With your business slowly gaining traction and recognition, the work is beginning to pile up. So much work, in fact, that your current employees are getting overwhelmed and overworked.
“Easy solution,” you think to yourself, “It may be time to hire another employee.”
Secondly, stop there.
Before continuing, how extensive are your background checks when you hire someone? You may believe that hiring someone is an innocent-enough process, but let’s think about how much trust is truly involved.
You’re letting another person into your circle and giving them access to potentially confidential information. You want to ensure that you are hiring the right person.
Why are we bringing this up?
As mentioned in our last blog, November 17th kicks off International Fraud Awareness Week, a global effort seeking to minimize fraud by promoting anti-fraud awareness. A lot of business owners believe that strangers are the cause of any detriments or data breaches in their business, but that isn’t always the case. Sometimes the threats come internally.
The Association of Certified Fraud Examiners estimates that businesses lose 5% of their annual revenue to employee fraud and abuse. Small businesses are often more likely to be hit by employee fraud schemes, particularly businesses who have fewer than 150 employees. According to the U.S. Chamber of Commerce, 75% of employees have stolen from their employer at least once.
Being proactive and doing your due diligence is your best defense against internal fraud. Here are some tips to prevent it.
Know Your Employees
While every employer hopes to hire honest, hard working employees, having a formal hiring process in place and conducting background checks helps prevent fraud. Background checks are important, especially when it involves a potential employee handling cash, managing payments or bank account information for your business or your clients.
Limit the amount of access you give to employees regarding banking information by permitting a select few have access granted to those accounts. It’s important to trust your employees but it’s not necessary to give every employee access to banking information.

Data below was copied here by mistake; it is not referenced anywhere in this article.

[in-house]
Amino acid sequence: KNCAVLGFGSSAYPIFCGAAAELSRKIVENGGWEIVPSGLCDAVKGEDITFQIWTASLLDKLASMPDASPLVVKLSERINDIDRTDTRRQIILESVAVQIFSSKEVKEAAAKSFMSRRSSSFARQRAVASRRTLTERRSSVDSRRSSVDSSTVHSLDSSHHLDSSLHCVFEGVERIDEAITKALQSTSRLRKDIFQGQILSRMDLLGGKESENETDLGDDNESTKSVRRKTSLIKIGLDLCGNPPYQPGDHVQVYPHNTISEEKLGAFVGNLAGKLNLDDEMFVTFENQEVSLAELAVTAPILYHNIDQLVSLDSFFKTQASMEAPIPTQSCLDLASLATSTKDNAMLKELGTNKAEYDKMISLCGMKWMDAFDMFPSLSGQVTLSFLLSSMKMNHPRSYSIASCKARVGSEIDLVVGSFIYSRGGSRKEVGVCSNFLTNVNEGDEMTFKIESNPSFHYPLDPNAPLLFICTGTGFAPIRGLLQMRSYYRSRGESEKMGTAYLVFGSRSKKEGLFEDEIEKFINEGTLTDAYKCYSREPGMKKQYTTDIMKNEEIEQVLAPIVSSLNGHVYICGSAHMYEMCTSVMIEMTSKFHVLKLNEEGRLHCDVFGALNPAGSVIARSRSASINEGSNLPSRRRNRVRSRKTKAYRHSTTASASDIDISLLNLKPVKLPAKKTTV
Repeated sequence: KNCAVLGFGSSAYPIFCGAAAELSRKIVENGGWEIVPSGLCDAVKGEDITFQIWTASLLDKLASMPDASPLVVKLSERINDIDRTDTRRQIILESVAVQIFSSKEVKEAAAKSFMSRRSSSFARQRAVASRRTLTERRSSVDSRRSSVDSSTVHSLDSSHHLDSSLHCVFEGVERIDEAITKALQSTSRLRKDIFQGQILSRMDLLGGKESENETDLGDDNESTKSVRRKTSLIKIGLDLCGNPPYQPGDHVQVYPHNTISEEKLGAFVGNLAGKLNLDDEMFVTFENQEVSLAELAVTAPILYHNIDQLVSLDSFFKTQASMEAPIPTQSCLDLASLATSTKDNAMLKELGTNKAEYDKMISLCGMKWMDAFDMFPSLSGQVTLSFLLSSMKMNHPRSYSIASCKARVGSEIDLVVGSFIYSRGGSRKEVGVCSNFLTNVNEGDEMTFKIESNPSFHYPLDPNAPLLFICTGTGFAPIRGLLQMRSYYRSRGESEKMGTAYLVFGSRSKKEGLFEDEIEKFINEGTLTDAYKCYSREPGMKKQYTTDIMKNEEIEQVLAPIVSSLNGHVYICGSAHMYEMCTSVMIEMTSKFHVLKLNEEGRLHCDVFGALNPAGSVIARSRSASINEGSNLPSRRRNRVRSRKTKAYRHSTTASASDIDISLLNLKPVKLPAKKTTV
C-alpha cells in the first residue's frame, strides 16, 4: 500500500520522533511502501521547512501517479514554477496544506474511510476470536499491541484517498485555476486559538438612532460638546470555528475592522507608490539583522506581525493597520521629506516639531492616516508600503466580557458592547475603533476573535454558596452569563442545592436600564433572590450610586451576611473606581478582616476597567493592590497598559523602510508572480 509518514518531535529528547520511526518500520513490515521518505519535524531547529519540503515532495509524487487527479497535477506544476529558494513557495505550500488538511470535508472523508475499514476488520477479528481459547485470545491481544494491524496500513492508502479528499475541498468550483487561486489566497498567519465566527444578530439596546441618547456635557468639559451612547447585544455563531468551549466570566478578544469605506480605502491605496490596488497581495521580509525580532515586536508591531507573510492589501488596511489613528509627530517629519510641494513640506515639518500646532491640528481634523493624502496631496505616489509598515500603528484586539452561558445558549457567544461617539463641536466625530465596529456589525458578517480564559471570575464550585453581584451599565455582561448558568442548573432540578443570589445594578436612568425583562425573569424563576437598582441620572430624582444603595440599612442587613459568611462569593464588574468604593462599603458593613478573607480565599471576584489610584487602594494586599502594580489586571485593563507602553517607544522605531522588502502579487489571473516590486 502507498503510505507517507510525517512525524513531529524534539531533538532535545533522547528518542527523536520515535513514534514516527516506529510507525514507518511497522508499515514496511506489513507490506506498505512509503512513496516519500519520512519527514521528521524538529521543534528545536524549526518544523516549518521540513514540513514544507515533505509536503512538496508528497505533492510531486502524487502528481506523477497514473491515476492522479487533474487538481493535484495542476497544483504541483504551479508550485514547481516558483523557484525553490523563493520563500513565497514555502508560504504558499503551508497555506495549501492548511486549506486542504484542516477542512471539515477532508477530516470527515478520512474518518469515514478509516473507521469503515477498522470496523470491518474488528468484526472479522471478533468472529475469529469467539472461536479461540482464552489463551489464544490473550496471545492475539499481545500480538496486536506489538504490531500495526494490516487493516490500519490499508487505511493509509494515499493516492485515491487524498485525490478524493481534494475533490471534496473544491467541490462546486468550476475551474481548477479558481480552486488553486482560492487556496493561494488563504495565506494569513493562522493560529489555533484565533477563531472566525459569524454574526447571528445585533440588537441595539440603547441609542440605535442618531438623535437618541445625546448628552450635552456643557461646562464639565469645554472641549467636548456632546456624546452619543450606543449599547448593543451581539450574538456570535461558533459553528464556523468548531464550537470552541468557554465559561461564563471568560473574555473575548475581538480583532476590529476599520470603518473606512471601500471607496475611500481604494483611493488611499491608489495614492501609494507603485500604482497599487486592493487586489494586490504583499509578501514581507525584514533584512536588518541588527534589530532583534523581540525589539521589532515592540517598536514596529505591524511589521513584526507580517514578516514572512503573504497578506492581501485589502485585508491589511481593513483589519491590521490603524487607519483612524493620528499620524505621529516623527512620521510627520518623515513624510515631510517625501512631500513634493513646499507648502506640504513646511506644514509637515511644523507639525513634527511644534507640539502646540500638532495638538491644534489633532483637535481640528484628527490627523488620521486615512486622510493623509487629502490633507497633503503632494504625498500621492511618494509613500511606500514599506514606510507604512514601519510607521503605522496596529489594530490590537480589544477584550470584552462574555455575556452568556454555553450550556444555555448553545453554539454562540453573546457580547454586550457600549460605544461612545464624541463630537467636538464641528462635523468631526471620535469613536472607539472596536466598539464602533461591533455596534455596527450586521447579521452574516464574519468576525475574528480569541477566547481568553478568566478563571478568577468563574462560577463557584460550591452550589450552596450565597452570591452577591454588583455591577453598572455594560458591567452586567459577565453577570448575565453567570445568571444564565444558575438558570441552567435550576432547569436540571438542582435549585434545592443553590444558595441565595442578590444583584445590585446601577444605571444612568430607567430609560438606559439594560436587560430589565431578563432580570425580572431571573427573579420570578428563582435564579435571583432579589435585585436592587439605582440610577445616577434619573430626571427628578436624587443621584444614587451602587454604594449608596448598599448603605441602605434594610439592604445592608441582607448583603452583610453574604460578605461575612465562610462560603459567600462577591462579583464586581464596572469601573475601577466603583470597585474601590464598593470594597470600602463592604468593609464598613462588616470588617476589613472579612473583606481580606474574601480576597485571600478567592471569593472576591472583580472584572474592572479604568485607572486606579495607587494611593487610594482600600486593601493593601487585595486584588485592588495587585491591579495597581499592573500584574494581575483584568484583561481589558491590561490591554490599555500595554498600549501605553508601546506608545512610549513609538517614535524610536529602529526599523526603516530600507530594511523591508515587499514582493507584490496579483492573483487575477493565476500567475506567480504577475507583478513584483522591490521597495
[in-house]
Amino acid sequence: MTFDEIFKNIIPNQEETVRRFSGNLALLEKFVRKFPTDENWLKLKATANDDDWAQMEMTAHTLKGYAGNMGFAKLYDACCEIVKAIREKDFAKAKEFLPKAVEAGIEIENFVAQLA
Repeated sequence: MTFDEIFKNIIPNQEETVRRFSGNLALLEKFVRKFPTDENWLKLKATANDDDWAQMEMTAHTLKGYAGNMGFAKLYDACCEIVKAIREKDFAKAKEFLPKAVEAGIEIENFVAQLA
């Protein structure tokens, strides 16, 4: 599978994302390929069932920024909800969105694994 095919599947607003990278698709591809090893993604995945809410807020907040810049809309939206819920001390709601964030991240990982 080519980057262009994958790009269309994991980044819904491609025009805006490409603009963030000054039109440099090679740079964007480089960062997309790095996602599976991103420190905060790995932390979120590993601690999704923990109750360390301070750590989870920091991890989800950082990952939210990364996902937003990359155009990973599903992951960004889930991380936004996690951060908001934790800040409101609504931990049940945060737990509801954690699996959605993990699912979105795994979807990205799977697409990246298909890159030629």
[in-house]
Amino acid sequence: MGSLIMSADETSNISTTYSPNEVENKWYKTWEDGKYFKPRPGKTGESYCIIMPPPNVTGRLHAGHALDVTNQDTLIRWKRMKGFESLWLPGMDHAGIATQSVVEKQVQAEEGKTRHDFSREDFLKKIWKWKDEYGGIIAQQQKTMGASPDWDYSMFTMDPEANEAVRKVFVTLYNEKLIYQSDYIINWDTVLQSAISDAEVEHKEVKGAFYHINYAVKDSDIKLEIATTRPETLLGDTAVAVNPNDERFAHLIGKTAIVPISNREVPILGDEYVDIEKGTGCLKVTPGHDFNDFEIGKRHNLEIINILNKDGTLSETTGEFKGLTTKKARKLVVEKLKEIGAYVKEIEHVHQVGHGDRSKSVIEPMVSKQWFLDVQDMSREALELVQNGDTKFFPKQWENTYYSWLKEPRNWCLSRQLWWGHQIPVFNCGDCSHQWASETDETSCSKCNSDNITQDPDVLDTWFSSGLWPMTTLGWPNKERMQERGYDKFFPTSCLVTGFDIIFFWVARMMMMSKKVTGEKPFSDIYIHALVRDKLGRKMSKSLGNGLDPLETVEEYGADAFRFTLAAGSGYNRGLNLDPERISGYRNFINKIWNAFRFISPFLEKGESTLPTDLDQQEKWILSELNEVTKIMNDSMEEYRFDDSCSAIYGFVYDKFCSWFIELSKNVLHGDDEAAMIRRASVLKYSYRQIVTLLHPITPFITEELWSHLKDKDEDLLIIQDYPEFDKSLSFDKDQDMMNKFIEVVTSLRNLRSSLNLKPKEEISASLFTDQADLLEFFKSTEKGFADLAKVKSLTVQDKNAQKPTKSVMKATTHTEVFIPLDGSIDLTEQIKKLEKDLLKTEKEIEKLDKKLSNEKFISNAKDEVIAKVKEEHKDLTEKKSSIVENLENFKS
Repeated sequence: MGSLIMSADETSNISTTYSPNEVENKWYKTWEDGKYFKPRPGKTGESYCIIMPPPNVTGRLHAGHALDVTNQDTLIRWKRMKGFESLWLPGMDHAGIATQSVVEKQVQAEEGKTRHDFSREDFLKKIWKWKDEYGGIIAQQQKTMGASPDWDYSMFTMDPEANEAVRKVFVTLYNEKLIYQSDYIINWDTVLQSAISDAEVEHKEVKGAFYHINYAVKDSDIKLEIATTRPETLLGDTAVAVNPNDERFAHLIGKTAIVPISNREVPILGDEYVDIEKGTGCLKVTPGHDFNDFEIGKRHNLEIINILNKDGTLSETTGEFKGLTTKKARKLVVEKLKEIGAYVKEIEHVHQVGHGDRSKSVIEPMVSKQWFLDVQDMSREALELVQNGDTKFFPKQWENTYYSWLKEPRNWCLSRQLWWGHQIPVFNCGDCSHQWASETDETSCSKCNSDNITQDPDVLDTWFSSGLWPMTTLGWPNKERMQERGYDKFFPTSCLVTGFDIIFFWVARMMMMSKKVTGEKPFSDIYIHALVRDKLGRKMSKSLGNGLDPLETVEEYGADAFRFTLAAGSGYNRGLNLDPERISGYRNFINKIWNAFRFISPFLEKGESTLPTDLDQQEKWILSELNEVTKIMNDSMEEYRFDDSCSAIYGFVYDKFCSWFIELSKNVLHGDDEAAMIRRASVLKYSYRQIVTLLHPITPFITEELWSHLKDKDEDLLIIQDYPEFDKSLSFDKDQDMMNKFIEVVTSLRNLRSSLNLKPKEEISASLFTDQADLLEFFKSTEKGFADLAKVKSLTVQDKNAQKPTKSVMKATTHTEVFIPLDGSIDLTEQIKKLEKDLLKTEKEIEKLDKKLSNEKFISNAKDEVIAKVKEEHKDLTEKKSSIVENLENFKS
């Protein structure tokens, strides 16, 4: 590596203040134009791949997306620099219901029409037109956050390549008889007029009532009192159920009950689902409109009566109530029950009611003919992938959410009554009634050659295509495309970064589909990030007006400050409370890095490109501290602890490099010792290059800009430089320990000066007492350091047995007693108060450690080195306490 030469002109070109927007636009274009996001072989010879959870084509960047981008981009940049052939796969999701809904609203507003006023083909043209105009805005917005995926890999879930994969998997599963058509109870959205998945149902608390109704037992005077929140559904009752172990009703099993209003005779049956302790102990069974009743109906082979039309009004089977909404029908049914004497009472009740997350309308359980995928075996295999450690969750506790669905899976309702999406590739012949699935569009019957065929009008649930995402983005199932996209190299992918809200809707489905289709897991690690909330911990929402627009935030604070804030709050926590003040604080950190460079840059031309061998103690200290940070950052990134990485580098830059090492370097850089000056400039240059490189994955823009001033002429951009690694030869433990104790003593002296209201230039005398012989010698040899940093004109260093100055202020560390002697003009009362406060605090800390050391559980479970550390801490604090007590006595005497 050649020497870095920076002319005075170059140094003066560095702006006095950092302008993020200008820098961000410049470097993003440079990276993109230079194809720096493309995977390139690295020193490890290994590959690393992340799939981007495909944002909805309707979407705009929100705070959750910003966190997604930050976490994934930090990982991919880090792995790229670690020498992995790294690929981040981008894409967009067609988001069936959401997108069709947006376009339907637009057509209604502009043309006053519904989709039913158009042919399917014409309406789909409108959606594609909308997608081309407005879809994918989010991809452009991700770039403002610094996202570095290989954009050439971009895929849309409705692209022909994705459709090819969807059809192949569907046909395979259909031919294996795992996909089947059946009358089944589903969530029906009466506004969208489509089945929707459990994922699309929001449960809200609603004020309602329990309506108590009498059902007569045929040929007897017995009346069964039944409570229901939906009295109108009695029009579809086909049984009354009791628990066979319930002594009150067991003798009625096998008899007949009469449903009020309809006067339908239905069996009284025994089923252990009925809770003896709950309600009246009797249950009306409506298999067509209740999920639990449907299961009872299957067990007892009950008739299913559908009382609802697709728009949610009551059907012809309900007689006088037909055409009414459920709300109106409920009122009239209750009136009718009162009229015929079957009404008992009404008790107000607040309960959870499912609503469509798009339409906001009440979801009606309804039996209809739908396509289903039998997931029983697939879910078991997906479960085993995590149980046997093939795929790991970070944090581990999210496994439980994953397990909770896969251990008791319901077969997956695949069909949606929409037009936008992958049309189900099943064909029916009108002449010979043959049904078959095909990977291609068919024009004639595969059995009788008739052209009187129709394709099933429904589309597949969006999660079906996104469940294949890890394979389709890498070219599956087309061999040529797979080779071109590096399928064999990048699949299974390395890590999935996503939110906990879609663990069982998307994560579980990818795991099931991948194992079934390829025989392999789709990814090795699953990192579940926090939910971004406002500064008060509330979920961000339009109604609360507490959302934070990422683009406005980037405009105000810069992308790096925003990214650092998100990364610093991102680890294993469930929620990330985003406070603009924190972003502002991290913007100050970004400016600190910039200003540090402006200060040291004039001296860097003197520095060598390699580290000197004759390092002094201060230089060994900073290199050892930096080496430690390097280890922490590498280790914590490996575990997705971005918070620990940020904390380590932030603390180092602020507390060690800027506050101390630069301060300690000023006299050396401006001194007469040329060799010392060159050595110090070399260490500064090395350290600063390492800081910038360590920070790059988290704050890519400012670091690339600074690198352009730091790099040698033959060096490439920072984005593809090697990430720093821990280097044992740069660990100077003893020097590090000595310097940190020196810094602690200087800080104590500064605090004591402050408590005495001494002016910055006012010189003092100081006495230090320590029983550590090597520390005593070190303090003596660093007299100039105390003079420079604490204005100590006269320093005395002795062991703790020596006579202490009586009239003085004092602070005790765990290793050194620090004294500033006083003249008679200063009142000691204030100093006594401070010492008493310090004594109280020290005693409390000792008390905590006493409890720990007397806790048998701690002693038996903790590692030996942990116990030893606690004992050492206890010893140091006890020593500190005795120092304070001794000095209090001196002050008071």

It’s important for businesses to regularly audit areas that involve cash, product returns, inventory or accounting. Non-scheduled audits are useful in catching any potential malpractices before they get out of hand.
The Association of Certified Fraud Examiners offers an anti-fraud protection check-up, which is an easy and effective way to test your company’s fraud health. If you’re unsure of where to start for an audit, this a great tool to see which areas need to be improved upon and corrected.
Ensure you know your numbers regularly as well. Reviewing financial statements on a regular basis, on a monthly basis if time permits, will send off alarm bells if the numbers go awry.
Encouraging your employees to receive their payment via direct deposit is not only convenient for them, but it is beneficial for you. Losing a paycheck could leave it in the wrong hands, where that person would have access to banking information and the potential to commit payroll check fraud.
Payroll fraud comprises 8.5% of occupational fraud worldwide and costs businesses an average of $72,000 per payroll fraud case, with small businesses getting hit more often than larger businesses.
Best Practices Training
Within the insidious realm of fraud, it isn’t safe to assume that all employees will behave the same way as you. Establish anti-fraud training for your staff annually. This would be a great way to address any concerns and outline the standards. It’s also a great way of letting employees know that you’re up to date on fraud schemes. Employees can’t feign innocence if you’ve outlined what is acceptable and unacceptable. Cultivate a company that promotes integrity, by adhering to your company’s code of conduct and assuring that your employees know you expect them to adhere to it too.
While shredding documents won’t necessarily deter employees from committing fraud, shredding confidential documents and storing documents in a secure, lockable file prevents sensitive information from getting into the wrong hands, be it someone outside the company or someone within.
At A1 DATASHRED, we will provide you with security containers and consoles free of charge, making it easy for you and your staff to safely dispose of confidential business records. Contact us today or give us a call at 1-888-95-SHRED to find out more!
Fraud is still very prevalent in society these days.
International Fraud Awareness Week is coming up on November 17th, a global effort seeking to minimize fraud by promoting anti-fraud awareness. The week-long campaign was established to encourage business leaders and employees to attempt to minimize fraud through education and anti-fraud awareness.